Changes and improvements at Rock Ledge baseball field

The Seymour Baseball Association had a new shed constructed at the ball diamond in Rock Ledge Park. The shed will be used to store vehicles and equipment. – Photo by Sara Tischauser
There is a miniature baseball field made of bricks and pavers at Rock Ledge Park. The Seymour Baseball Association had this put in and anyone who would like to purchase a brick or paver may do so and have their name engraved on the brick/paver. The Seymour Baseball Association is raising money to put new lights up at the baseball field. The current lights are 25 years old. – Photo by Sara Tischauser

By Sara Tischauser

As summer is upon us, the summer baseball season is in full swing.
The baseball field at Rock Ledge Park in Seymour has already seen some improvements and additions from the Seymour Baseball Association.
A new storage shed was put up by field number 2 at Rock Ledge Park. Jim Niespodzany, Seymour Baseball Association president, said the overhead door still needs to be put on the shed. The construction is being done by Fox Structures out of Kaukauna and Niespodzany said one of the owners of Fox Structures, Travis Woldt, is also on the Seymour Baseball Association Board.
This new storage shed will be used to store a couple of vehicles, rakes and other equipment. Niespodzany said the old shed that was by the field was moved to Seymour Lake Park to provide storage for equipment by that ball field. He said this way some of the equipment wouldn’t have to be transported from one location to another to be used.
“We went bigger than we needed to, to have room for future years,” Niespodzany said about the new shed.
The Seymour Baseball Association paid for the building and the City of Seymour took care of the excavating and getting the site ready for the construction.
Charlie’s Courtyard was also put in next to field number 2 at Rock Ledge Park. This courtyard is made up of bricks that people can purchase and have engraved with whatever they want (up to a certain amount of characters). The price of the smaller bricks is $200 and the larger pavers are $500. This money is to help the baseball association with future expenses with the baseball fields.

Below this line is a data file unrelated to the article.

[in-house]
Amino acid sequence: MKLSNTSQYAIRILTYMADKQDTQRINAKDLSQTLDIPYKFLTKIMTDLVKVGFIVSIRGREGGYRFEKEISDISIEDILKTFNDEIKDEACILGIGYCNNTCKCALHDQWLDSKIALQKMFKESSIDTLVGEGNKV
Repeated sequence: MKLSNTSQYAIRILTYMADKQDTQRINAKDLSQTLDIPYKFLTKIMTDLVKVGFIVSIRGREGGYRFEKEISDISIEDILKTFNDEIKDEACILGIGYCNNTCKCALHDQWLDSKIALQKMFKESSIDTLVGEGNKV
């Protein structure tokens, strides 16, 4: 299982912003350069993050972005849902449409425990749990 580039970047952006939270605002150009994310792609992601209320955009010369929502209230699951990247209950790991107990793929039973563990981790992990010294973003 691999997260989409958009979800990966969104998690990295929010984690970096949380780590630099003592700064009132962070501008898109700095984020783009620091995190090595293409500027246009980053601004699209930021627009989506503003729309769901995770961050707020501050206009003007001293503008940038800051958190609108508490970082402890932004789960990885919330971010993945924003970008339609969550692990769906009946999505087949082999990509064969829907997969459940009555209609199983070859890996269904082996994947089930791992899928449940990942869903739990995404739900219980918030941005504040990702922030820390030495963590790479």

Additionally, Niespodzany said they are selling naming rights at the field. The field, dugout, concession stand and other areas can all be named after a business or person for a sponsorship fee. The length of these naming rights may vary depending on the amount of the sponsorship. Anyone who is interested in naming sponsorship or purchasing a brick/paver can contact Niespodzany at (920) 243-8314 or email John Steltz at
The Seymour Baseball Association continues to raise money for future improvements to the field. One of the plans Niespodzany said is to put in new lights at the ball diamond.
“The lights haven’t been replaced at the field in 25 years,” Niespodzany said. “After 25 years, the lights are just not as bright anymore.”
Last year, Niespodzany said they worked with the City of Seymour to make some improvements to the lights. He said the Baseball Association paid for all new bulbs in the lights and the City of Seymour took care of all the labor. He said they also repositioned the lights to give more light on the field.
With better lighting on the field, Niespodzany said they can play games later at night which benefits some of the players who have jobs and also others who work but want to come watch the game.
“We want to improve lighting so we can hopefully sponsor a regional tournament and other tournaments,” Niespodzany said. “It would benefit the players and the town.”
Providing the opportunity for players to participate in baseball over the summer, Niespodzany said has a positive impact on many. He said players learn discipline, teamwork and responsibility by being on the team. Also, he said it can give players a chance to meet people from other towns and make lifetime memories.
In addition, to the benefit to the players, there is also a benefit to the community by having summer baseball.
“When we have our tournament, it brings people from other communities,” Niespodzany said. “They buy concessions and use local businesses.”